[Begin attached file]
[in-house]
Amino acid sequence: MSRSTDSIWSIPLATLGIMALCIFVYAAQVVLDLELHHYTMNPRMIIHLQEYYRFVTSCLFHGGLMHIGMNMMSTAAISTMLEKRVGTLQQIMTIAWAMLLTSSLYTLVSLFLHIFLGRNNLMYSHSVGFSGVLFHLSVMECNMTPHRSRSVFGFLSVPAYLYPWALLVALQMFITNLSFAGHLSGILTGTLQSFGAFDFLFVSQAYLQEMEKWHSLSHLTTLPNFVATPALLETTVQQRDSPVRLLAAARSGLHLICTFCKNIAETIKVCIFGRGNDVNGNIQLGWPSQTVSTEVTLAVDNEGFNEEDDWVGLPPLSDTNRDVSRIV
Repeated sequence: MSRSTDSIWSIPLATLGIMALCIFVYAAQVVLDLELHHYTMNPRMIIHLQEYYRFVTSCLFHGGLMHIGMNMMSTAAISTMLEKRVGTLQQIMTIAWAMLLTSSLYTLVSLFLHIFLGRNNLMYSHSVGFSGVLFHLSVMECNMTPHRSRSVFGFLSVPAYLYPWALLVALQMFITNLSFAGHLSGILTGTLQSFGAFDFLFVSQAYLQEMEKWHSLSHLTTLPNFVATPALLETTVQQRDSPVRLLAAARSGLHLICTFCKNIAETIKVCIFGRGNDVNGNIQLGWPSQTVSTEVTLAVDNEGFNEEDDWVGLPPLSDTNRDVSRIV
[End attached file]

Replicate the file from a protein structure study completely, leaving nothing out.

[in-house]
Amino acid sequence: MSRSTDSIWSIPLATLGIMALCIFVYAAQVVLDLELHHYTMNPRMIIHLQEYYRFVTSCLFHGGLMHIGMNMMSTAAISTMLEKRVGTLQQIMTIAWAMLLTSSLYTLVSLFLHIFLGRNNLMYSHSVGFSGVLFHLSVMECNMTPHRSRSVFGFLSVPAYLYPWALLVALQMFITNLSFAGHLSGILTGTLQSFGAFDFLFVSQAYLQEMEKWHSLSHLTTLPNFVATPALLETTVQQRDSPVRLLAAARSGLHLICTFCKNIAETIKVCIFGRGNDVNGNIQLGWPSQTVSTEVTLAVDNEGFNEEDDWVGLPPLSDTNRDVSRIV
Repeated sequence: MSRSTDSIWSIPLATLGIMALCIFVYAAQVVLDLELHHYTMNPRMIIHLQEYYRFVTSCLFHGGLMHIGMNMMSTAAISTMLEKRVGTLQQIMTIAWAMLLTSSLYTLVSLFLHIFLGRNNLMYSHSVGFSGVLFHLSVMECNMTPHRSRSVFGFLSVPAYLYPWALLVALQMFITNLSFAGHLSGILTGTLQSFGAFDFLFVSQAYLQEMEKWHSLSHLTTLPNFVATPALLETTVQQRDSPVRLLAAARSGLHLICTFCKNIAETIKVCIFGRGNDVNGNIQLGWPSQTVSTEVTLAVDNEGFNEEDDWVGLPPLSDTNRDVSRIV